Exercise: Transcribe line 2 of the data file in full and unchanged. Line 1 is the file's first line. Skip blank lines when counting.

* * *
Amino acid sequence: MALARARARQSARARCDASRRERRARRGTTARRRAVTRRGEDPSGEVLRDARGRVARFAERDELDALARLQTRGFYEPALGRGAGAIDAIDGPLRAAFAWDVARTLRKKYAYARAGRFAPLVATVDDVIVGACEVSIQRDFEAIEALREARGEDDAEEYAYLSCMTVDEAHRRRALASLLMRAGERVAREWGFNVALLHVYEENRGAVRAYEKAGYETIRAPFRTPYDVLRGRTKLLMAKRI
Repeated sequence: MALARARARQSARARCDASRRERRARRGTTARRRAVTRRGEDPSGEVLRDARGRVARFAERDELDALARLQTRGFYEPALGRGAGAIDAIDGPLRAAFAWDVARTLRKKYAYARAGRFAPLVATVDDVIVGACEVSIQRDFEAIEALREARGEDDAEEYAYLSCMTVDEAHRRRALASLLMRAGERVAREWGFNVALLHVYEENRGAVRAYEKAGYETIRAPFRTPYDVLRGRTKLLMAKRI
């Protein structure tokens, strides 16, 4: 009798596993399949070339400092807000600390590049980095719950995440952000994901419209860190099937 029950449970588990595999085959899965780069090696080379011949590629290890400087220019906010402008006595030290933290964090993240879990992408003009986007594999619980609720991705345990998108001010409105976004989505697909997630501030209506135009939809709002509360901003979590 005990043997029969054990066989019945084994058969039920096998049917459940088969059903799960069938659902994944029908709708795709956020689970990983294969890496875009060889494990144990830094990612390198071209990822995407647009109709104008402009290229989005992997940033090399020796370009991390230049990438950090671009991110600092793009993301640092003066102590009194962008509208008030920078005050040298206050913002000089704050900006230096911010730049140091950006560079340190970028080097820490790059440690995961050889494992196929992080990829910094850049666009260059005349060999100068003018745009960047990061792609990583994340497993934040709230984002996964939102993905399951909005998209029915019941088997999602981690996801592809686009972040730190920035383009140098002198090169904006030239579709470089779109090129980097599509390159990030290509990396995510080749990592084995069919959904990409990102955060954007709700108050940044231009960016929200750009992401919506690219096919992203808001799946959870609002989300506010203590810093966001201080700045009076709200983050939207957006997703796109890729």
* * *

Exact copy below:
Repeated sequence: MALARARARQSARARCDASRRERRARRGTTARRRAVTRRGEDPSGEVLRDARGRVARFAERDELDALARLQTRGFYEPALGRGAGAIDAIDGPLRAAFAWDVARTLRKKYAYARAGRFAPLVATVDDVIVGACEVSIQRDFEAIEALREARGEDDAEEYAYLSCMTVDEAHRRRALASLLMRAGERVAREWGFNVALLHVYEENRGAVRAYEKAGYETIRAPFRTPYDVLRGRTKLLMAKRI